Things have not been exactly the same lately. Some people call it “Spring Fever.” Along with the warmer weather, the sunshine, and the mud, comes a very different kind of play. The classroom just doesn’t seen quite as settled as it was before. Please don’t get me wrong. There is still a lot of wonderful happening, and every day, we highlight so much of the learning that happens inside and outside our room. Along with all of the great comes something else. My teaching partner, Paula, and I have both felt it.
- Sometimes it’s a little louder.
- Sometimes there seems to be more wandering.
- Sometimes we seem to be managing behaviour instead of facilitating learning.
Every day after school, and sometimes in the midst of play, we connect and reflect as a team. We’ve spent a lot of time talking about this different feeling. Why is it happening? What might interrupt it, and lend itself to a more settled feeling in the classroom?
On Wednesday night, we decided to make some changes to the classroom space. We wondered if moving a few items around, slowing down the LEGO play, and providing some new learning opportunities might help combat Spring Fever. We definitely noticed a few improvements on Thursday, and we started to see kids interact differently with the materials. The temperature was going down.
Many of our students find sensory play self-regulating, so on Thursday night, we considered an additional sensory option for Friday. Would this make a difference? While numerous students were drawn to this sensory space, and it was great to hear the conversations in this new area, something still didn’t feel quite right. It was a case of masking the fever without curing the cold.
We’re wondering if the key might be a couple of students. They don’t seem quite as focused as they have been in the past. Why? We wondered if part of the problem could be that children are not outside as long as they were before. After the holiday fire, we started our day inside, and while we’re slowly transitioning to the forest space, we often don’t get there until almost 9:45. We used to spend around 1 1/2 hours outside each day, and now we’re down to 50 minutes. We love the connections that we’re making with some kids inside, but we’re also seeing the possible drawbacks to having less time outside. Many of our students look for this outside time as a way to self-regulate. Many of the experiences outside also connect with the learning inside, and with less time in the forest, are our kids also not digging as deeply into certain topics that they would have before (e.g., around living things and the environment)? Maybe it’s time to reconsider our outdoor classroom space, and still connect with kids in the morning, but in an outdoor area.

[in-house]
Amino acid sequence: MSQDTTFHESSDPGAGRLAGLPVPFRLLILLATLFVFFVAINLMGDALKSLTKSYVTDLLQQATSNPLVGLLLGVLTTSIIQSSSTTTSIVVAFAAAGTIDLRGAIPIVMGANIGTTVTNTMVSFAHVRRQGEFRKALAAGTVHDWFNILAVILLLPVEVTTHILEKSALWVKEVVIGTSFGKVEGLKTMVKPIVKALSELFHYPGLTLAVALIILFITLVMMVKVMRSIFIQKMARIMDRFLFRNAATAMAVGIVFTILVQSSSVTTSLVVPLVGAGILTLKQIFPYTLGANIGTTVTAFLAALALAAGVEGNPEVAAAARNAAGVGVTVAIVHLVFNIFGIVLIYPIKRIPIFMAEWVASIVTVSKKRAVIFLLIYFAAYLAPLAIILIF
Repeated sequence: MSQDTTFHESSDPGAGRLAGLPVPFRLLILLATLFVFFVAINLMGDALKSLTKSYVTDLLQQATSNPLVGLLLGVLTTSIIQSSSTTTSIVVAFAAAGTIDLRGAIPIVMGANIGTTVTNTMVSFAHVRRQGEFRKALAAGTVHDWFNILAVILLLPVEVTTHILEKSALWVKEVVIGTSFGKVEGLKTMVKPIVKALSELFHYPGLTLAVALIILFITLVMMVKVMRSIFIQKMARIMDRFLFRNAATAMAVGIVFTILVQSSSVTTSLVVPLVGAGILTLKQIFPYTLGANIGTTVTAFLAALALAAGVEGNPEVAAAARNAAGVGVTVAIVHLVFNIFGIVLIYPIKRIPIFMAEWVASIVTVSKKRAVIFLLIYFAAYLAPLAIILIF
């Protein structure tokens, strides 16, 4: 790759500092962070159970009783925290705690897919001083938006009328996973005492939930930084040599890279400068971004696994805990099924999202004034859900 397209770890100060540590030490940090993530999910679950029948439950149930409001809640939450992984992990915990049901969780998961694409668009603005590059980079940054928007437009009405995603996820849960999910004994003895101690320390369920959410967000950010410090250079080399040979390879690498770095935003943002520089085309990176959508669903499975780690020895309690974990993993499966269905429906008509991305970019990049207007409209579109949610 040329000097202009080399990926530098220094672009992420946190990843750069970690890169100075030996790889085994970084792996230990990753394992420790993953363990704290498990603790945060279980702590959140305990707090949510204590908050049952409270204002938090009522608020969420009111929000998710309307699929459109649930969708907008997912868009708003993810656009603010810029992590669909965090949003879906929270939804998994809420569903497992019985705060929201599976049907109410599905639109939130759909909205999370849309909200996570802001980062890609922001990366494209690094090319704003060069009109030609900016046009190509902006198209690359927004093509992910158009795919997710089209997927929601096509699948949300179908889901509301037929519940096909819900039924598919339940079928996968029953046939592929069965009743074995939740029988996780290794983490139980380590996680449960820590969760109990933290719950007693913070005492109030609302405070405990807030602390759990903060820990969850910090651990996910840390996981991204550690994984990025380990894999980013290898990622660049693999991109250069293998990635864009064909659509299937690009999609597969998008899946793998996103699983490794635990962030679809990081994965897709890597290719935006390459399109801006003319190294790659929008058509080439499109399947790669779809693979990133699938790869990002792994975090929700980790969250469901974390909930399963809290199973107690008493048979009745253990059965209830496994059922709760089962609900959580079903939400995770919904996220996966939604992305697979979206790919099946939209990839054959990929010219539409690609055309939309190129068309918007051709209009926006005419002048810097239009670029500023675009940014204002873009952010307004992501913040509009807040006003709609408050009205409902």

By keeping the learning materials and experiences “new” in the classroom until our indoor play begins, will students interact with them differently? Will they be more apt to go to the spaces that they may not be going to now because they started the day there before we even went outside? As Paula pointed out to me, “They’re missing the conversation time later around these different areas. This is when they also connected with each other and asked, ‘What could we do here? What do you want to do? What can we do together?'”
After school on Friday, we also looked for the start of some different, small projects, which might allow for leadership opportunities for some kids and more settled play for others. We know that climbing is calming for many of our students, and they love to express themselves artistically. Would it be beneficial to combine the climbing with the artistic expression? This was our thinking behind the provocation below.
This whole process of improvement is about identifying problems, making small changes, reflecting, and changing again. I thought about this today when I read Cathy Baker‘s recent blog post. As I mentioned in my comment to her, sometimes even when we might think that we know the “why,” there’s still value in investigating the changes to make so that we could do better. For often one change is not enough. And often, there needs to be a link between our approaches, the research that we do, and our conversations with colleagues to really make the biggest, positive impact for kids.
What do you think? We’re still in the playing stage. We might be in this stage for a while, but as we continue to play, to modify plans, and to try again, we also notice the benefits for our kids. This makes the playing time well worth it. Now to just remember to give enough settling time to see the impact — if there is one — or to see if we need to explore a new medication option. (I can’t help but get wrapped up in the fever analogy. 🙂 ) While I may prefer mud to snow, right now, I’m eager to find some Winter Calm in the midst of Spring Fever. How about you? Have you found a way to cure Spring Fever? I’m always amazed at the impact that weather can have on learning. It’s now time to rise above the weather and find calm again.